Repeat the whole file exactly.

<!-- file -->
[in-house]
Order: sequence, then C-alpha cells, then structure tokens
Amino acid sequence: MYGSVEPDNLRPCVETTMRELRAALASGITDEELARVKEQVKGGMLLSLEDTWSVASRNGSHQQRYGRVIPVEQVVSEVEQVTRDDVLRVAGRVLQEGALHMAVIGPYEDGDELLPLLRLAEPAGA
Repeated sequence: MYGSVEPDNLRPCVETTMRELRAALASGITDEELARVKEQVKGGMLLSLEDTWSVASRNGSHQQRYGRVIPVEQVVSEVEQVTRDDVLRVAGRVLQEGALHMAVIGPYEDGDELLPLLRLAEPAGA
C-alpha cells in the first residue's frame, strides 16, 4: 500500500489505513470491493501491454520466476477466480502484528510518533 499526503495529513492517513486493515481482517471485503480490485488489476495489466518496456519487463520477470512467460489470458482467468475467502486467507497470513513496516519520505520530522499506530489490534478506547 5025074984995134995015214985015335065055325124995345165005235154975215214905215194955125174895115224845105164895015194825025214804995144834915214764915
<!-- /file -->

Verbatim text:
[in-house]
Order: sequence, then C-alpha cells, then structure tokens
Amino acid sequence: MYGSVEPDNLRPCVETTMRELRAALASGITDEELARVKEQVKGGMLLSLEDTWSVASRNGSHQQRYGRVIPVEQVVSEVEQVTRDDVLRVAGRVLQEGALHMAVIGPYEDGDELLPLLRLAEPAGA
Repeated sequence: MYGSVEPDNLRPCVETTMRELRAALASGITDEELARVKEQVKGGMLLSLEDTWSVASRNGSHQQRYGRVIPVEQVVSEVEQVTRDDVLRVAGRVLQEGALHMAVIGPYEDGDELLPLLRLAEPAGA
C-alpha cells in the first residue's frame, strides 16, 4: 500500500489505513470491493501491454520466476477466480502484528510518533 499526503495529513492517513486493515481482517471485503480490485488489476495489466518496456519487463520477470512467460489470458482467468475467502486467507497470513513496516519520505520530522499506530489490534478506547 5025074984995134995015214985015335065055325124995345165005235154975215214905215194955125174895115224845105164895015194825025214804995144834915214764915